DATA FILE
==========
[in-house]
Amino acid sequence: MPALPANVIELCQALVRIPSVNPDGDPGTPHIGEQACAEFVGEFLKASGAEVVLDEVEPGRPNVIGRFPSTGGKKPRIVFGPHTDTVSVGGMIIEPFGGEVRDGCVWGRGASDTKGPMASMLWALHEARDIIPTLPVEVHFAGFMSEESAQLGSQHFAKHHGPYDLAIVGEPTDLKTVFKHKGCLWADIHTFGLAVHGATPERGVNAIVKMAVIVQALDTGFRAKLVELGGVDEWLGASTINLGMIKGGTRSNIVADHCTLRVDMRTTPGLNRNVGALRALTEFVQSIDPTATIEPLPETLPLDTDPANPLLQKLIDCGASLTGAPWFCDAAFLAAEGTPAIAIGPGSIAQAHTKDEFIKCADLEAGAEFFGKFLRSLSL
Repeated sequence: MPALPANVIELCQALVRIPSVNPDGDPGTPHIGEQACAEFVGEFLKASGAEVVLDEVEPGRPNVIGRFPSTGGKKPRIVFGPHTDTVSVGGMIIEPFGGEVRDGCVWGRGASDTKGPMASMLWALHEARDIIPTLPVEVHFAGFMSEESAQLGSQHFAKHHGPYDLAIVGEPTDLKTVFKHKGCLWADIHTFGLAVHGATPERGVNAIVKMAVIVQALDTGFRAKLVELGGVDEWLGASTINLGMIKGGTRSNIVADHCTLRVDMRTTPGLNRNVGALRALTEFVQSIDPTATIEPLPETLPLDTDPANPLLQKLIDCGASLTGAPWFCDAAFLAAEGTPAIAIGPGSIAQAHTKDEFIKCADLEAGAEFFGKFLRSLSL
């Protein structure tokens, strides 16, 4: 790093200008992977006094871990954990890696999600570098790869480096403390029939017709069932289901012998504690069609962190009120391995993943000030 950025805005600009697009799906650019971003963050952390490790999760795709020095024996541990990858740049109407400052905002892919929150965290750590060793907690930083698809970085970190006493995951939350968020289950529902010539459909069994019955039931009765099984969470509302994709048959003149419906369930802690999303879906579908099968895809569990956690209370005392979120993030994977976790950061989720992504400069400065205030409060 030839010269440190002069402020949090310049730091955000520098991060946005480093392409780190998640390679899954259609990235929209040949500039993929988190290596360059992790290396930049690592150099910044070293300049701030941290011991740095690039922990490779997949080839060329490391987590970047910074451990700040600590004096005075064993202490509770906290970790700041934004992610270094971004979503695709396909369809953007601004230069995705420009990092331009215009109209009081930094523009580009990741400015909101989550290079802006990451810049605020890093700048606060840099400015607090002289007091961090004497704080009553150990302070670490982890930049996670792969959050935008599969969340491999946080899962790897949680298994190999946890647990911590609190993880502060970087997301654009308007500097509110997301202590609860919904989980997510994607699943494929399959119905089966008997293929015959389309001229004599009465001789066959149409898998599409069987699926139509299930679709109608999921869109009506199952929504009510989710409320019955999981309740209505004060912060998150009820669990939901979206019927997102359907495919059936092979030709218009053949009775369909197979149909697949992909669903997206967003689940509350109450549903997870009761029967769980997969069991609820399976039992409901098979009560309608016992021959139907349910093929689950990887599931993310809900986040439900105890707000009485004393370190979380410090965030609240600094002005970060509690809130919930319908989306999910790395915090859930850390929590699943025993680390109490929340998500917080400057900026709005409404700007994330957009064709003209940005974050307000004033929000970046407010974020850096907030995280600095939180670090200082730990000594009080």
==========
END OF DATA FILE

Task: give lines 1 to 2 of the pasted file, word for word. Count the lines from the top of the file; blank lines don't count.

[in-house]
Amino acid sequence: MPALPANVIELCQALVRIPSVNPDGDPGTPHIGEQACAEFVGEFLKASGAEVVLDEVEPGRPNVIGRFPSTGGKKPRIVFGPHTDTVSVGGMIIEPFGGEVRDGCVWGRGASDTKGPMASMLWALHEARDIIPTLPVEVHFAGFMSEESAQLGSQHFAKHHGPYDLAIVGEPTDLKTVFKHKGCLWADIHTFGLAVHGATPERGVNAIVKMAVIVQALDTGFRAKLVELGGVDEWLGASTINLGMIKGGTRSNIVADHCTLRVDMRTTPGLNRNVGALRALTEFVQSIDPTATIEPLPETLPLDTDPANPLLQKLIDCGASLTGAPWFCDAAFLAAEGTPAIAIGPGSIAQAHTKDEFIKCADLEAGAEFFGKFLRSLSL